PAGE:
| Tue, Jun 03, 2014 @ 09:00 AM

Results: UnitedHealthcare’s Ninth Annual 100@100 Survey

Posted by Medicare Made Clear

centenariansDid you know that there are more than 50,000 people age 100 or older alive in the U.S. today? Every year, UnitedHealthcare surveys 100 centenarians (people age 100 or older) who are Medicare plan members, and reports on their answers. That’s why it’s called the 100@100 Survey, and this is the ninth year it’s been conducted. In 2012, UnitedHealthcare also started giving a companion survey to 65-year-old Baby Boomers, to compare their attitudes with those 35+ years older.

So what can the survey tell us about centenarians, Baby Boomers and living a long life? Here are a few of the many insights gained.

  • Positive thinking can be powerful. In general, the centenarians surveyed had very positive attitudes towards aging. Two-thirds hadn’t expected to make it to 100. But now that they’re there, they feel good about it. Their top three answers about how it felt to make it to 100 were “blessed” (36%), “happy” (31%) and “surprised” (12%). No one reported feeling sad or burdened, and only 3% said they felt lonely.
  • Age is just a number. Apparently, whether you’re 100 or 65, you can feel younger than you are. The 100@100 centenarians reported feeling like they were 83, on average, while the 65-year-old Boomers reported feeling 55.
  • Being younger doesn’t necessarily mean being healthier. When asked what was the most difficult thing to maintain when getting older, 20% of centenarians cited their physical health. Interestingly, more than twice that number of Baby Boomers—35 years younger—cited declining physical health as the hardest part of aging. And over 50% of the Boomers surveyed believe that their physical health will be the single hardest thing to maintain as they age.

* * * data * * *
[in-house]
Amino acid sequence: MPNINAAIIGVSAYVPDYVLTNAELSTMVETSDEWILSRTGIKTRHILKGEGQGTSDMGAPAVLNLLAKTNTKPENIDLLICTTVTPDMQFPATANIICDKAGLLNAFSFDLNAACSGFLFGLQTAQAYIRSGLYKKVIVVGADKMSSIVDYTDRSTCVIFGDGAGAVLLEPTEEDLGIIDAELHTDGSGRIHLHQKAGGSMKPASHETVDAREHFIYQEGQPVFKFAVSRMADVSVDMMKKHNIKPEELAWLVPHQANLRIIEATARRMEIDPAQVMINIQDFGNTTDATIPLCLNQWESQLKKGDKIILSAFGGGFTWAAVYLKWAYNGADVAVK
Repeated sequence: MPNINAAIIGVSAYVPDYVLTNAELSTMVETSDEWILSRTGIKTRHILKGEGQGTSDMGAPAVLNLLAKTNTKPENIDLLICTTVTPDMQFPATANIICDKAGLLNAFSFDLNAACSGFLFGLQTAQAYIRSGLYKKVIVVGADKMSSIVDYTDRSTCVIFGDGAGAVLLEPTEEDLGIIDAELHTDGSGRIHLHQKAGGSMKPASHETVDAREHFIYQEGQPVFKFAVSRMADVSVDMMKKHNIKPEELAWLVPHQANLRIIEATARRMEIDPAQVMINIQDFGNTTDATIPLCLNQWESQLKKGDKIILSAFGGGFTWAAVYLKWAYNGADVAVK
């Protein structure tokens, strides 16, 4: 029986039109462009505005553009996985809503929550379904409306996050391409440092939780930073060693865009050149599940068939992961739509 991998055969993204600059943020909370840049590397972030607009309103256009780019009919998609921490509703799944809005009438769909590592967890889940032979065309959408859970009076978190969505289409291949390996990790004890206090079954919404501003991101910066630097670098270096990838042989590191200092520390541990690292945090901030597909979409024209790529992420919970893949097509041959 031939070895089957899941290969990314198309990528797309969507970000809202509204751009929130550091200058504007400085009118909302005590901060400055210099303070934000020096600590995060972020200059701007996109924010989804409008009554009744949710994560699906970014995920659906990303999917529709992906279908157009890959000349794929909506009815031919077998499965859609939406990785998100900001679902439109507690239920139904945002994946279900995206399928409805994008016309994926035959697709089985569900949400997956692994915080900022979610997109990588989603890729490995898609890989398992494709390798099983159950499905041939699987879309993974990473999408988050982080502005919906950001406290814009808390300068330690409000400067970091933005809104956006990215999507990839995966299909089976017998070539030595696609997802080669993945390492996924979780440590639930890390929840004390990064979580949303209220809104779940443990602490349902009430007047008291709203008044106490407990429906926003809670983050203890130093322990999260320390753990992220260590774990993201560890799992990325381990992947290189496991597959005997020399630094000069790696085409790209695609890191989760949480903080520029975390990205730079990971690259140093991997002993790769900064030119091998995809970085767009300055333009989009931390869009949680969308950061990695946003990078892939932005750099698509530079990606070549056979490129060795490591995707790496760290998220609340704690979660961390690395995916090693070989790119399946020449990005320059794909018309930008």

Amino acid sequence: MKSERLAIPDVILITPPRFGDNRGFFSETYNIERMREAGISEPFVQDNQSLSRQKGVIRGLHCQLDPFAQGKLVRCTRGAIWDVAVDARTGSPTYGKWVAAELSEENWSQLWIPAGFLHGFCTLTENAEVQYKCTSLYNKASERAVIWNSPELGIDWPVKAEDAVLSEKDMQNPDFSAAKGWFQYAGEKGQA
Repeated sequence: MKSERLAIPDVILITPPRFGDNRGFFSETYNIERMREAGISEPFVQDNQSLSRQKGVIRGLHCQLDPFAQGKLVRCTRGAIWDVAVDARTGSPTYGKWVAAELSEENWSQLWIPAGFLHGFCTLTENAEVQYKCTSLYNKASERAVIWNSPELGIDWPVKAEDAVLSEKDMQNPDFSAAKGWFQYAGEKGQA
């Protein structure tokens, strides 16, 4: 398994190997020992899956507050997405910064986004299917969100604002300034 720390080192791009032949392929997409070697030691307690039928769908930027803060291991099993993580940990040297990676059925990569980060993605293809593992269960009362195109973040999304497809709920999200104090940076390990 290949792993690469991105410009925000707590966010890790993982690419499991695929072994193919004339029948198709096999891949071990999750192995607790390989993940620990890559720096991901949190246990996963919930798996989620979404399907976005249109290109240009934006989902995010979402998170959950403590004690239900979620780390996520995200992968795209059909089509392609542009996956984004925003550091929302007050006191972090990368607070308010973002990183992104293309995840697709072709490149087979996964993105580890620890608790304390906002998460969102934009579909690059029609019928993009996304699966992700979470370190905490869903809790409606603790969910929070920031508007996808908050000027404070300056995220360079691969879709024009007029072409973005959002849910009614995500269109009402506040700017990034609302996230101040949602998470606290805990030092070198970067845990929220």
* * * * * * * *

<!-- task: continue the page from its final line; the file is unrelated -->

• To age right, try living right. Almost 9 out of 10 centenarians reported going to their doctor for an annual exam. And almost a quarter make sure they get regular vaccinations and other preventive screenings. More than half walk or hike at least once a week, and almost a third do weekly strength-training exercises.
  • Hail to the chief… dinner guest. Betty White has long been the top choice on centenarians’ list of people they’d most like to invite over to dinner. This year, for the first time, she was knocked to the #2 slot. Who got #1? President Obama. But Betty’s still #1 for the Baby Boomers.

Want to learn more about the 100@100 Survey? You can dig deeper into the methodology and results, or watch a quick video overview. Just click on the video screen image below.

100 @ 100

For more information, explore MedicareMadeClear.com or contact the Medicare helpline 24 hours a day, seven days a week at 1-800-MEDICARE (1-800-633-4227), TTY 1-877-486-2048.


Your Guide to Medicare’s Preventive Services: Inspired to try your best to reach 100, too? Take a cue from the centenarians surveyed and make sure you’re doing all you can to take care of your preventive health. Read this publication, or hear it read in 3 different podcasts, all posted on Medicare.gov.


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